With a few exceptions, we tend to think that the crises occupying the daily news cycle are of recent origin. That’s partly due to the sheer volume of media coverage to which we’re daily subjected, but it’s also a result of a worrisome detachment from history—and I don’t mean ancient history, I mean events within the last century.
Climate change, the subject of intense debate in this space lately, provides a perfect example. If asked, most people would respond that the climate debate is a relatively new issue, an outgrowth of the environmental movement that started in the 1970s.
They’d be wrong.
In fact, climate change was first proposed more than 120 years ago by a Swedish chemist named Svante Arrhenius, who developed mathematical models predicting that as the level of greenhouse gases in the atmosphere rose—due to the combustion of fossil fuels—the planet’s temperature would increase.
I know: You’re thinking, who the heck is he? He was a highly respected scientist, who received the Nobel Prize for Chemistry in 1903, which, I grant you, is a bit suspect, seeing as how that award was created by Alfred Nobel, who was—wait for it—himself a Swedish chemist who invented dynamite and created the awards in 1896 as his life’s legacy.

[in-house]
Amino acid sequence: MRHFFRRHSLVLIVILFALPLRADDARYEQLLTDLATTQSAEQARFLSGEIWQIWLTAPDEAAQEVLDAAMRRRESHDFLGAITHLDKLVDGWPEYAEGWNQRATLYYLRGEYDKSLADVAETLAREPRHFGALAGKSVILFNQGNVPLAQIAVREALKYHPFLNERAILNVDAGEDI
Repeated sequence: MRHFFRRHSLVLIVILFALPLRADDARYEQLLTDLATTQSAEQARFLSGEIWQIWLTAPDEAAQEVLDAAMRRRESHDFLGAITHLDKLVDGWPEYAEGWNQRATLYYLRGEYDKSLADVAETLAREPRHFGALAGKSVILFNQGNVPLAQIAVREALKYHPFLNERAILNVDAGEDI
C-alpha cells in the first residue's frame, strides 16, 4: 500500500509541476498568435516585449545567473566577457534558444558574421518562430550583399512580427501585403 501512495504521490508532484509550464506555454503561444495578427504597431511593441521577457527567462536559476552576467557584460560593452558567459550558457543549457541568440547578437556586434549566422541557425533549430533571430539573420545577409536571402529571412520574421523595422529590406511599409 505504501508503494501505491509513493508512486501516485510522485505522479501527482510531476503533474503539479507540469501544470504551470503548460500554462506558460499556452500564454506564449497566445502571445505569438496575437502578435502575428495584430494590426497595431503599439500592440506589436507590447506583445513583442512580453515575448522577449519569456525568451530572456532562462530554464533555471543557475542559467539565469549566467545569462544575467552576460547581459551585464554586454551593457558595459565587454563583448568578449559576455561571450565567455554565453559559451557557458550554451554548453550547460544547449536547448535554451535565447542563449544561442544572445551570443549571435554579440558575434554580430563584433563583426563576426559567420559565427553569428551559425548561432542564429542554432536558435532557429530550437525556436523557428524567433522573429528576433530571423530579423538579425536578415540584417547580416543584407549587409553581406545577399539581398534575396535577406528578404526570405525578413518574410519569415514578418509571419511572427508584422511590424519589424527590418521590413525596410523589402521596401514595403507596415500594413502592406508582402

Home court advantage aside, Arrhenius is recognized as one of the first scientists to calculate how changes in atmospheric CO2 could alter surface temperatures through the greenhouse effect. He was definitely the first one to predict that emissions from burning fossil fuels might be large enough to effect global warming.
Granted, his research was heavily influenced by other contemporary scientists—that’s how science works, of course—but remember, we’re talking about the 1890s: When automobiles were truly horseless carriages rarely seen outside of a few big cities. Before most of our major sports became popular, or even existed. Before five of our current states were even admitted to the Union, and when farmers numbered fully one-half of the U.S. population of 62 million.
Heck, the 1890s predated the emergence of democracy altogether—with few exceptions, almost the entirety of the world’s population was ruled by kings, queens, emperors and czars.
It was another era altogether.
Grounded in science
So why is a stroll through late 19th century history relevant to current debates? For one, to remind us that climate science isn’t something conjured up by a bunch of modern-day eco-activists; the research has been ongoing for generations.